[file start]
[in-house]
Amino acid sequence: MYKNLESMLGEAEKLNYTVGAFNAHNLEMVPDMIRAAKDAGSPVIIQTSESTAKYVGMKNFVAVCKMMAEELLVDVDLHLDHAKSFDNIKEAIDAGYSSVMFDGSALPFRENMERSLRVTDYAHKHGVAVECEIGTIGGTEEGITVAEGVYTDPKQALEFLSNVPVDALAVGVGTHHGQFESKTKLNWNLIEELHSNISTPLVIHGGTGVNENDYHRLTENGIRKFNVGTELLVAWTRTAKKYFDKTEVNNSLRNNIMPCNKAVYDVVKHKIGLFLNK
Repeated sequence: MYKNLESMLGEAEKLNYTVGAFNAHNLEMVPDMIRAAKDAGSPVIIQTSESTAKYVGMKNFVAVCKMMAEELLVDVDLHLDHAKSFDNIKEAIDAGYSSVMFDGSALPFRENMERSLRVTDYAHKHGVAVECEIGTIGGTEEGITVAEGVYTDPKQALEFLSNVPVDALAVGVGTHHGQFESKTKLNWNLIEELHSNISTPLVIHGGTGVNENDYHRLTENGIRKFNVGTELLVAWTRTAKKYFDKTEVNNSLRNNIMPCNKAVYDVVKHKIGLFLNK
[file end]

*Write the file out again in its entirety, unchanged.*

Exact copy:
[in-house]
Amino acid sequence: MYKNLESMLGEAEKLNYTVGAFNAHNLEMVPDMIRAAKDAGSPVIIQTSESTAKYVGMKNFVAVCKMMAEELLVDVDLHLDHAKSFDNIKEAIDAGYSSVMFDGSALPFRENMERSLRVTDYAHKHGVAVECEIGTIGGTEEGITVAEGVYTDPKQALEFLSNVPVDALAVGVGTHHGQFESKTKLNWNLIEELHSNISTPLVIHGGTGVNENDYHRLTENGIRKFNVGTELLVAWTRTAKKYFDKTEVNNSLRNNIMPCNKAVYDVVKHKIGLFLNK
Repeated sequence: MYKNLESMLGEAEKLNYTVGAFNAHNLEMVPDMIRAAKDAGSPVIIQTSESTAKYVGMKNFVAVCKMMAEELLVDVDLHLDHAKSFDNIKEAIDAGYSSVMFDGSALPFRENMERSLRVTDYAHKHGVAVECEIGTIGGTEEGITVAEGVYTDPKQALEFLSNVPVDALAVGVGTHHGQFESKTKLNWNLIEELHSNISTPLVIHGGTGVNENDYHRLTENGIRKFNVGTELLVAWTRTAKKYFDKTEVNNSLRNNIMPCNKAVYDVVKHKIGLFLNK